Gemma: It was certainly a very different experience playing to the Vaccines crowd, you have to stay closer to each other in a way, whilst trying to reach more people. I think by the end of the tour you can't help but become a better musician.

  When we spoke, you were very much all about trying to do things your own way away from the evil cogs of the music business. Has that been difficult to continue?

Jehn: Haha, I don't remember saying it in those terms! It's funny how you make us sound like rebels [laugh]. I think it's very easy to seem rebellious these days when actually we're just trying to be clever about things. Has it been difficult? Well... we're trying to bring a freshness and keep love in the center of everything we do, hopefully we will make it through...

Gemma: Things change as soon as other people become involved, generally for the best, but as long as we are in the rehearsal room or on stage as the four of us, it is very clear to see the reason we are doing this.   You've clearly not slacked on the new music writing, though. What's currently shaping new material? What new directions might you be going in?

Jehn: I've been reading some erotic poetry from Anais Nin to Dennis Cooper, or the contemporary writer Johnathan Kemp. Also, Gemma lent me the biography of the Marquis de Sade which I'm enjoying very much. My all time favourite remains 'Darkness Moves' from the french poet Henry Michaux which explores a lot of the unconscious mind and 'distortion of reality' kind of poetry. In terms of erotica, I'm interested in transgender writing, it's been difficult for me to find something completely satisfactory with that, maybe because the language of the body is a very hard thing to translate into words... There's never a right word for physical emotion, is there?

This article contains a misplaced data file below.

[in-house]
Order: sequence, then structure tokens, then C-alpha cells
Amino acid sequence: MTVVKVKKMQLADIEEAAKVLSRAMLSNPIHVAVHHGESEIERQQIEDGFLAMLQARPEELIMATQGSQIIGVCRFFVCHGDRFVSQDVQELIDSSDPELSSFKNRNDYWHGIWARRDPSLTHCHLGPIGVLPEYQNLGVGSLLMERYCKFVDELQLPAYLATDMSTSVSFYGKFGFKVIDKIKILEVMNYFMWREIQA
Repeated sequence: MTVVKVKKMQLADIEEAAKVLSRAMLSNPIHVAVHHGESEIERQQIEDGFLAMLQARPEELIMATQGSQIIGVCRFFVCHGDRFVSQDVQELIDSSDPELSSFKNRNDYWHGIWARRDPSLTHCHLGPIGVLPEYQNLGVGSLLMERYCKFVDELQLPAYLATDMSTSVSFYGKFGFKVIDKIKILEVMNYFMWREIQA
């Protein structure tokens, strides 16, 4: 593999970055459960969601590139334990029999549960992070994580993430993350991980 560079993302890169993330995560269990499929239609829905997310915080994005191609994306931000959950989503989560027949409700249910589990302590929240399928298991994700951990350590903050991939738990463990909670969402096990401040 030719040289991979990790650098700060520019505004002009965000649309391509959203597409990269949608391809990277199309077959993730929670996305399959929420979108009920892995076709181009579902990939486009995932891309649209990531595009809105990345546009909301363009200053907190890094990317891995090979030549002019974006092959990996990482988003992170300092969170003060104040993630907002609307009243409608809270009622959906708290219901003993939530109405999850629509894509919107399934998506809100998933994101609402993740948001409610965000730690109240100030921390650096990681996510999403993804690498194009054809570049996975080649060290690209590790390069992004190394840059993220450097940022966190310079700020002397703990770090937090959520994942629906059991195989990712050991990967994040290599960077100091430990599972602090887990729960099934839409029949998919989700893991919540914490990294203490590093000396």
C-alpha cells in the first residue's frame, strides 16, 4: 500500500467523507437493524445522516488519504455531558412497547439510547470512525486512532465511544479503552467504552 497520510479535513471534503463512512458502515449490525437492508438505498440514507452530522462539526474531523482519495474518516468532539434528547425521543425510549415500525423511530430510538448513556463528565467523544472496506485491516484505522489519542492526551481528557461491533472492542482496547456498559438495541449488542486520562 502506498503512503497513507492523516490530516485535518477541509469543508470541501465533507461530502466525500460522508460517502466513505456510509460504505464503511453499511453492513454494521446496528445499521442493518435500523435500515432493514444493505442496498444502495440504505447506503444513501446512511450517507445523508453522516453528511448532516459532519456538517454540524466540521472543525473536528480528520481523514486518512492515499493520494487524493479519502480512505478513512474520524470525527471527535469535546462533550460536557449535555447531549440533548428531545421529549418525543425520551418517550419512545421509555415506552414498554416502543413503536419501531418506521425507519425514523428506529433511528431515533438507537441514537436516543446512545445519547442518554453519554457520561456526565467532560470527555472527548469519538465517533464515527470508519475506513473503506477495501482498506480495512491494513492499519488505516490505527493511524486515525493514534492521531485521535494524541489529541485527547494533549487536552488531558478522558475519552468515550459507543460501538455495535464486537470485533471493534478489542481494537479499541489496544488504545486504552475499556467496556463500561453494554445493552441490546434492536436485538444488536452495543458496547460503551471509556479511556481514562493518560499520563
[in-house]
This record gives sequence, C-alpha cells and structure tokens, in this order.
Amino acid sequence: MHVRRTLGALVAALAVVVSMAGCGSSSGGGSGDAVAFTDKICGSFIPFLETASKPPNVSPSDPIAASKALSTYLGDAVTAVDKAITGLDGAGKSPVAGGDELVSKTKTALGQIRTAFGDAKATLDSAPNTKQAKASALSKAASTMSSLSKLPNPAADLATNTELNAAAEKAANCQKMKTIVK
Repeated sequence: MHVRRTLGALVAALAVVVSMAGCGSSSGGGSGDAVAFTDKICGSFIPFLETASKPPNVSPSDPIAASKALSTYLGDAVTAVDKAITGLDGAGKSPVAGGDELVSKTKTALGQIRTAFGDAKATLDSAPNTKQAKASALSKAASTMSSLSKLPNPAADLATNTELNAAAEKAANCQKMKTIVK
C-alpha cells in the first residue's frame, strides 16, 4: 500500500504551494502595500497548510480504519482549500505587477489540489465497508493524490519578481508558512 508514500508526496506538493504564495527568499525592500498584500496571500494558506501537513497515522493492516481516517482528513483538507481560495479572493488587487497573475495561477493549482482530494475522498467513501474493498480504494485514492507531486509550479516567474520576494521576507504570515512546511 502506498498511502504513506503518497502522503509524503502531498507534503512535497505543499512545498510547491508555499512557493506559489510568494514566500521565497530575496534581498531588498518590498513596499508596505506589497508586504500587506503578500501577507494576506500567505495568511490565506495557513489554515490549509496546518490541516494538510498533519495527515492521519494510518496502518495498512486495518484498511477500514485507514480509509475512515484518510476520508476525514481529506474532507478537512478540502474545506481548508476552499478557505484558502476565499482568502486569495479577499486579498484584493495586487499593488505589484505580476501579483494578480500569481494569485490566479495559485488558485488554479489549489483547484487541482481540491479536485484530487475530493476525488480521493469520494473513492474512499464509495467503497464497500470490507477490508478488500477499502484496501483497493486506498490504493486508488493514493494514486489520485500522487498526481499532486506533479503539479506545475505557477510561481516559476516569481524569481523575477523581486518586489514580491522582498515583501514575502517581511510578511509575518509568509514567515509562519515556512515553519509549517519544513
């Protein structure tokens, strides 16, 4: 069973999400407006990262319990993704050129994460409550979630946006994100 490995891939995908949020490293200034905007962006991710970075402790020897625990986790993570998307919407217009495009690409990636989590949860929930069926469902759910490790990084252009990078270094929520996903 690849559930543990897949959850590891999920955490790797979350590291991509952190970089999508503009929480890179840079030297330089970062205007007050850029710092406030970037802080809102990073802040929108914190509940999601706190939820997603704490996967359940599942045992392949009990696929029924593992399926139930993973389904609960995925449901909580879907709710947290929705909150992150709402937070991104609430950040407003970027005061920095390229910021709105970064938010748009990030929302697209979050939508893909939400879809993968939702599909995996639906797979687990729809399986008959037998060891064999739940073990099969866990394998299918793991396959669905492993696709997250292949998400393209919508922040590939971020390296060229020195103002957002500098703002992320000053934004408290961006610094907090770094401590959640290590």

Gemma: I think we are really still playing around with dynamics at the moment - holding back, letting go, trying to create a tension, and each song in writing has its own little process at the moment. I think we have been going back to Led Zeppelin at the same time though, thinking about the relationship between the guitar and vocals. We all tend to influence each other with whatever we are reading and listening to at the time.

What's the best new music you've heard lately?

Jehn: The most amazing piece of music I heard recently was from the contemporary Australian composer J.P.Shilo who wrote this piece on violin called 'Sleep'. I thought it captured perfectly the melancholia and beauty of death and it made me cry the first time I heard it. This was the most perfect piece of music I heard in a long time. It was written and performed for the funeral of Rowland S. Howard in Melbourne. There couldn't be a better music for that moment. It contained all the nuances of life, with repetition constantly evolving and dear to my heart.

Gemma: I have been listening to Mark Lanegan Band, Blues Funeral, which came out early this year, and basically have it on repeat.

And what can people expect from Savages at the Pop Noir night we're all working on?

Jehn: I'm very excited about this night, Verity Susman (singer of Electrelane) is the living reason why I started singing again few years ago, her presence that night means a lot to me. There will be film projections between the bands as the London Short Film Festival and Suitcase Cinema have kindly agreed to join us. They will start the evening (around 7pm) projecting a mixture of music videos and short films with music soundtracks, there’s no traditional music videos in the selection, such as just featuring a band playing (except for the Ebsen & the Witch one, which has the band miming). Micachu will also DJ - I am a massive fan of her!

Gemma: Well, we are hoping to have some shiny new songs in our set, some pyrotechnics, the drum kit will spin around and it may well rain blood. Seriously.